• I think "upscale" is the key -- the few I've seen have been touted as upgrades. If it were done cheaply or badly, it wouldn't be much of an upgrade! Jan 31, 2011 at 21:01
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    Wow.. my basement powder room (toilet + sink) is 5x5, which is fairly spacious for what it is.. but I'm looking at it and really having trouble seeing a shower to be honest. Literally, you're going to have water all over everything. Definitely get a very easy to clean toilet and sink - no little crevices. In fact, a toilet like the one in the above picture may be a great way to go. You're also going to have to put some consideration to water proofing the door, and preventing water from getting out underneath it.
    – gregmac
    Feb 1, 2011 at 3:50

Depending on the size of the space, it may end up being useful for a disabled person.


A few thoughts..

Firstly have a look at some caravans to see how a shower and toilet can be fitted into a small space.

Next if you don’t need wheel chair access you can put a bar at the door to stop the water coming out and/or make the floor slope more than normal to keep the water in.

You can get a lot smaller shower pans, they are normal in the UK.

If you use a wall mounted toilet, then the toilet can go over the shower pan. You could have a wooden “deck” you put over the shower pan when you are not using it, it give a more normal floor to walk on.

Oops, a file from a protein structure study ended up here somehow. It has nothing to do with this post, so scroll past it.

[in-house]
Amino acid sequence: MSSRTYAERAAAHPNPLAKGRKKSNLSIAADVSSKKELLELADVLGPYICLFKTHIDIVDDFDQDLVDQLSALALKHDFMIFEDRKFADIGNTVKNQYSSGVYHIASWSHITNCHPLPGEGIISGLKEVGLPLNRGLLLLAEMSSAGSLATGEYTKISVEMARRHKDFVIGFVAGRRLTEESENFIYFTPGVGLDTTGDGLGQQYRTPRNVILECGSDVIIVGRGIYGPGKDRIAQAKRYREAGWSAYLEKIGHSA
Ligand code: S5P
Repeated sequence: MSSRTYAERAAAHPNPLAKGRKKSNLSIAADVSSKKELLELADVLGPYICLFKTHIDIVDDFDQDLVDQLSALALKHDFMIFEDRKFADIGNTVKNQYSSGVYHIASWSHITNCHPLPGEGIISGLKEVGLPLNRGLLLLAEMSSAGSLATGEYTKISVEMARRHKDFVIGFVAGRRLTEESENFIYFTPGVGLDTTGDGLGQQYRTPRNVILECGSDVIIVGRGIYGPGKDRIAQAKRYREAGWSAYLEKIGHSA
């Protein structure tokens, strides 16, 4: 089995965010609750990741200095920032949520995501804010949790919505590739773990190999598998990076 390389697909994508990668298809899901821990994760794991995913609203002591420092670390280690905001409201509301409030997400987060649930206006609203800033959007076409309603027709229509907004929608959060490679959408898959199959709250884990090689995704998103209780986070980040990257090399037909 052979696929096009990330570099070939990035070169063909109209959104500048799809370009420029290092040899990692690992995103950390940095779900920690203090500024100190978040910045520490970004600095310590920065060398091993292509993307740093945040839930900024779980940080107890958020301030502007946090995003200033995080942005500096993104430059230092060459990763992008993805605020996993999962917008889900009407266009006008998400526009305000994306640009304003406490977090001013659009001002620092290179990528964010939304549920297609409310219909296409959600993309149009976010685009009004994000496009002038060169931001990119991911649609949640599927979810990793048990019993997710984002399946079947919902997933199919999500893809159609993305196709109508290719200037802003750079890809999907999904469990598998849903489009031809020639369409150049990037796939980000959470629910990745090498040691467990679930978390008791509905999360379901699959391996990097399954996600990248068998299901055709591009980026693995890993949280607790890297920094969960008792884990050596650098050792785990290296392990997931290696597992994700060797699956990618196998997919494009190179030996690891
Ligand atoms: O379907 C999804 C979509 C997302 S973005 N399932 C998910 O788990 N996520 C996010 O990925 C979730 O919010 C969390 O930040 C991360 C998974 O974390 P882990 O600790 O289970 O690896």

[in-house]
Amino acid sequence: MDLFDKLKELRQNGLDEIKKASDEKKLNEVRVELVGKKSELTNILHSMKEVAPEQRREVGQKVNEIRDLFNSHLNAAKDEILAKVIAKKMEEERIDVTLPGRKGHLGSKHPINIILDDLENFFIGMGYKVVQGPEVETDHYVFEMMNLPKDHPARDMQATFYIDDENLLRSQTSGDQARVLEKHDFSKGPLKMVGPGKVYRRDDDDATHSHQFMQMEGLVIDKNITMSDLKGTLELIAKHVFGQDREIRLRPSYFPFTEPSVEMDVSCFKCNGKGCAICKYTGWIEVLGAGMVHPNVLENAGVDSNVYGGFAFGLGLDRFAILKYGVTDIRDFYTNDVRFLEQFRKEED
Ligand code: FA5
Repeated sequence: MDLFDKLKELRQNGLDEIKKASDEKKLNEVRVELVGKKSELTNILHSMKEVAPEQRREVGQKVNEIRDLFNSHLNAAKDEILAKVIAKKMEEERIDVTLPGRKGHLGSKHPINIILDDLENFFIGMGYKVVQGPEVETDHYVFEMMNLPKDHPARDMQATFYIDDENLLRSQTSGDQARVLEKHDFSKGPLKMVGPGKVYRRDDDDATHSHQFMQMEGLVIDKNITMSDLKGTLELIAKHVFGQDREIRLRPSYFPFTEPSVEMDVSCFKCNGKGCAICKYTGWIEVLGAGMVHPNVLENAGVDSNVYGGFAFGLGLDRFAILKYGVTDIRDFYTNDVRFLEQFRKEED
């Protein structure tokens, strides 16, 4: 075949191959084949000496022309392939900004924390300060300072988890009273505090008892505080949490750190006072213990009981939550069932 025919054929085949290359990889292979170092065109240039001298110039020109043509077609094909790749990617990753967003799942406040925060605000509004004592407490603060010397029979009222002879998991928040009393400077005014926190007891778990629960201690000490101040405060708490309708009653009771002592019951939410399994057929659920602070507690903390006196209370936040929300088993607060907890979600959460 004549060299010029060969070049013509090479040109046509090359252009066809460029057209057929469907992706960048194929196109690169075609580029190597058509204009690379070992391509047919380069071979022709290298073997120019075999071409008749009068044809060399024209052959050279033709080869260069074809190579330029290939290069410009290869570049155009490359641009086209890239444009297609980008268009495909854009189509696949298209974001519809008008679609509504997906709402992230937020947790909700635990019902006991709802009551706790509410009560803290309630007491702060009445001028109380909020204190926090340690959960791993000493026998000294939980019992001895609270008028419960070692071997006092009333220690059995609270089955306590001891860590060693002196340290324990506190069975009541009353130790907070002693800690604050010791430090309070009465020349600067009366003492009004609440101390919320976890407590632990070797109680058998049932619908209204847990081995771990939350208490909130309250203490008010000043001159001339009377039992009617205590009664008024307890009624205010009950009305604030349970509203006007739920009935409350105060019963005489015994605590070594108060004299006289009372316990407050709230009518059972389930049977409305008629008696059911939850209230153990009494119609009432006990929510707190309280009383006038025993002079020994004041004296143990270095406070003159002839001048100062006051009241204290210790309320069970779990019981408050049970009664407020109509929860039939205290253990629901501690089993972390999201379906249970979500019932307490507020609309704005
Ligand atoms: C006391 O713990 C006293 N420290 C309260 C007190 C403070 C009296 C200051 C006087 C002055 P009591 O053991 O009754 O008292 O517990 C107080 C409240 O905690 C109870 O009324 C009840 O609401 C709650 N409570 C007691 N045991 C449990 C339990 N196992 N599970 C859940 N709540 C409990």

Also consider using a pocket door to give yourself more space to work with.

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    Boats are another good place to look to see how they deal with small spaces. (and they might be higher-end than your typical caravan (a trailer or RV, for the Americans))
    – Joe
    Feb 27, 2011 at 3:39

Personally, I've never seen a house with one, and I've looked at a lot of houses. That said though, I still think it's a pretty interesting idea.


I was living in England for a while and the hospital housing I lived in we all had wetrooms. I am now back in the usa and we are renovating our home and I would love to add a wet room to the house. I think the bathroom that the OP is planning to use as a wet room is way too small. In London the bathroom was a larger than normal standard bath. the shower area was bigger than a tub and the toilet was right next to the shower area and we had a shower curtain to separate the shower from the toilet.

When we took showers the rest of the bathroom never got wet at all not even a little. The entire room floor was covered in a vinyl one piece that covered the shower walls and the entire floor.

I cant imagine having to dry up the sink and toilet every time i take a shower.

You would be better off not doing it; your space is just too small.


To answer the DIY bit about shower pans that won't fit --

They sell these kits that are basically styrofoam drain pans, that you can cut to the size you want, put down a waterproof membrane, and tile over. Search for 'styrofoam shower pan kit'.


As for how common they are, I can only remember seeing one modern (within the last 60 years?) home with wet rooms in the US, and it was more the scale that gregmac linked to, (and it happened to be my dad's house that he had built).

In his case, he had them built specifically for accessibility; they were on the first floor, where he was expecting that he might have my step-mother's mother move in. There was a slight dip as you entered (not enough to adversely affect a wheelchair, but enough to keep water from coming out), and there were hand-rails and a built-in-seat in the shower area.